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A Consultant's View

Prairie Trail Software, Inc. ............................................................. October 2009

The Economics of Trade

Over the last decade, there have been a couple of best selling books purporting to show that trade has significantly changed. Both of these books, the "Long Tail" and the "World is Flat", mistake changes in the costs of trade and for a fundamental change in trade practices.

Don't get me wrong. There are very important things to learn about these two books, but not necessarily what the authors propose.

To understand both phenomena, we have to go back to the basic nature of trade. Trade happens when one person exchanges something of value with another person. That trade consists of two parts: identifying what and how highly each person values something, and the actual transfer. Trade is a combination of information transfers and transfers of value between two (or more) entities.

What made the "Long Tail" and the "World is Flat" ideas possible were dramatic cuts in the cost of energy, information, and capital flow. The Internet has cut the cost of information by standardizing the presentation of information. It used to be difficult and expensive to move money around the world. Now, the costs of moving money have been cut by the central banks of nearly every country. This reduction in the cost of capital flow has been happening behind the scenes, but has been critical to the expansion of trade. But central to both the "Long Tail" and "The World is Flat" ideas was the cut in the costs of energy. When oil was at $10 a barrel, it was very cost effective to have a central warehouse and overnight all shipments to anywhere in the country. With cheap oil, we could easily move items around the world and provide overnight satisfaction to a customer.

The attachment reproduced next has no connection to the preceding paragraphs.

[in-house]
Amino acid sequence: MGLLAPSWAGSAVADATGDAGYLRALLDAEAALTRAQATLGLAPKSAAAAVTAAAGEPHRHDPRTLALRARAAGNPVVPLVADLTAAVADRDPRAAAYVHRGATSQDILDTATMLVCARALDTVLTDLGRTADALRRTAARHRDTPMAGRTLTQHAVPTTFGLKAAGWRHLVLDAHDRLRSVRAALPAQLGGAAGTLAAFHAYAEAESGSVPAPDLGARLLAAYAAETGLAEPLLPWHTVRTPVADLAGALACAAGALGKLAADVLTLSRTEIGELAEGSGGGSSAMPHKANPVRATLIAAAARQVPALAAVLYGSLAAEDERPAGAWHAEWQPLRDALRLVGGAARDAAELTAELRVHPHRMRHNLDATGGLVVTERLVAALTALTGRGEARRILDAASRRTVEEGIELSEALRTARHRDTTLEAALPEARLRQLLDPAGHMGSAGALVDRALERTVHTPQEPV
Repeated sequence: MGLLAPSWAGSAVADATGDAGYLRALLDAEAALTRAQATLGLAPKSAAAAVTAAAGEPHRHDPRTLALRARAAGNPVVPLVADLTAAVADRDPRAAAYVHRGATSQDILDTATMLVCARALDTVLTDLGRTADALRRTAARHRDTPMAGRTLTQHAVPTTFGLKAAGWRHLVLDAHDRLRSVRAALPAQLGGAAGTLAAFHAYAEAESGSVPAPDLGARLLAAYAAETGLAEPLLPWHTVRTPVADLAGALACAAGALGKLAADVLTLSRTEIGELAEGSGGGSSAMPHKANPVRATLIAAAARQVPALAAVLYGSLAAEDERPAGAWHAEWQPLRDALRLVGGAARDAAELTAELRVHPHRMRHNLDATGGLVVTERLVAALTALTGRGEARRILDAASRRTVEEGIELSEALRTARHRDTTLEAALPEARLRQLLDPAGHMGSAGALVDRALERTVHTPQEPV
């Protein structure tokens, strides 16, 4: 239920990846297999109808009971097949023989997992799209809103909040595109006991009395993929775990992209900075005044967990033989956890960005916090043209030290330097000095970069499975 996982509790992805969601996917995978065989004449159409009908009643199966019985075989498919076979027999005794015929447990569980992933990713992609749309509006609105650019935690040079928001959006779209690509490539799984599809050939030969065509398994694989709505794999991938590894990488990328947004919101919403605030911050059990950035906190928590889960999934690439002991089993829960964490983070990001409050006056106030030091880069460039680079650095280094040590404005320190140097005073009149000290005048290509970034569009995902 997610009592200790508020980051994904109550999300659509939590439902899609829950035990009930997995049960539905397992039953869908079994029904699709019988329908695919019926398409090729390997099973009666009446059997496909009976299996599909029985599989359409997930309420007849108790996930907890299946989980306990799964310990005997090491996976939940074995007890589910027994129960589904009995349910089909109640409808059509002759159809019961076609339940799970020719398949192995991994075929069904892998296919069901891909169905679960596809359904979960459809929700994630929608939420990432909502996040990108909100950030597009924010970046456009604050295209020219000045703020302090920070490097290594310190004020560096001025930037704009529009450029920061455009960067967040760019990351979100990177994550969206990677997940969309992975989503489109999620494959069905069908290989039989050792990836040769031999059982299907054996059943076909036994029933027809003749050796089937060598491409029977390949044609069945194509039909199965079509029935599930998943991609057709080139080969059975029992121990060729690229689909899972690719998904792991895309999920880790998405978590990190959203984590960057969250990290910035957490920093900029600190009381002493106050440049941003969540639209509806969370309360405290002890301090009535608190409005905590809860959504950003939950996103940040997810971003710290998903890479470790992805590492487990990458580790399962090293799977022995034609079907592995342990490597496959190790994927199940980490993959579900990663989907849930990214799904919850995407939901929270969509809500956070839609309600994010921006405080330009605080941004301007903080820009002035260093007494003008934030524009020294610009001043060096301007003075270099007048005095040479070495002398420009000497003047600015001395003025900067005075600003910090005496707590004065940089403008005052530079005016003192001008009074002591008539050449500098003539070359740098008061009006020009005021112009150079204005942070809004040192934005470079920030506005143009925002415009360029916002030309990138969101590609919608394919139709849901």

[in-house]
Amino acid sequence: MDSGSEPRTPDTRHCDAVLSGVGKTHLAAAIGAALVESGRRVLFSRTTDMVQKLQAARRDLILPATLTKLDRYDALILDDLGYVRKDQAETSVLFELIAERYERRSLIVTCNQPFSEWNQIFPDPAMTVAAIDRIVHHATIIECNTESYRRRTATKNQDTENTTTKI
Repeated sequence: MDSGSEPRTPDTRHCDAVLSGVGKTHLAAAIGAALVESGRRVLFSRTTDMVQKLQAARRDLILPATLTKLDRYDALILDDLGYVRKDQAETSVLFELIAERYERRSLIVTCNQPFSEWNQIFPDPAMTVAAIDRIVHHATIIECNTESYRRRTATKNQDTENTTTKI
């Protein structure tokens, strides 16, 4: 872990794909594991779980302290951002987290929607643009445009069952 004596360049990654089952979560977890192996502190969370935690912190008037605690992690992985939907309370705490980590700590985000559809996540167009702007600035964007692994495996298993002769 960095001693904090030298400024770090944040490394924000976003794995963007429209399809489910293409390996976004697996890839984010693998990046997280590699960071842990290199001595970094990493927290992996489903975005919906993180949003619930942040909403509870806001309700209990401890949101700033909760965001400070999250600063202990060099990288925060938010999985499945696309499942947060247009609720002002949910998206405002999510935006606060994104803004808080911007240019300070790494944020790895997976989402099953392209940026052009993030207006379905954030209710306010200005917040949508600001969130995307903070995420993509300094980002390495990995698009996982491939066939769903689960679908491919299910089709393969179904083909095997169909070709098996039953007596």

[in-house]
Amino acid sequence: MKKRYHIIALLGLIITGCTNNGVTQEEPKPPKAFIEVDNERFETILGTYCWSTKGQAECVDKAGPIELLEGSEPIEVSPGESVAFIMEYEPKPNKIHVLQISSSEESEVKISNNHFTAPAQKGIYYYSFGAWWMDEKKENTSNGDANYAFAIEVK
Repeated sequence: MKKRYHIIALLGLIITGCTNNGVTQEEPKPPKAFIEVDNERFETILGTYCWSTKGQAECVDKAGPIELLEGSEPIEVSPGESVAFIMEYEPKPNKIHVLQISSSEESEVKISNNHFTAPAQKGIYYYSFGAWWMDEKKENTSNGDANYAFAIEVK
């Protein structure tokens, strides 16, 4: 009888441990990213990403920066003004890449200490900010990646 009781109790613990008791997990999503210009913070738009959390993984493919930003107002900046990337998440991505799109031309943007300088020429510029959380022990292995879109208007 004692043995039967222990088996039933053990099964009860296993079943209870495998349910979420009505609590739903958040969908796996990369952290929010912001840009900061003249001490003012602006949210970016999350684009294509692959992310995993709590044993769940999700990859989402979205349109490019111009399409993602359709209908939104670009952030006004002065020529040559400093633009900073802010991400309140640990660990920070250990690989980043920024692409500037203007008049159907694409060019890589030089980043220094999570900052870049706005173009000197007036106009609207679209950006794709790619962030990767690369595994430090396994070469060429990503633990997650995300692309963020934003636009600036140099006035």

Edward E Leamer analyzed trade practices for the Journal of Economic Literature. In his research, he found that no matter how people thought things were changing, the ratios were still the same. People purchased goods and services from places far away in the same proportion as they had before. What changed was that more goods and services were being purchased. As foreign trade partners became more prosperous, the amount of trade between us and them went up, but in proportion to the GDP. In places that had been very marginal before, now the new prosperity was noticeable. In places that had been very active before, there was even more trade and the same proportions of trade was going out to the margins.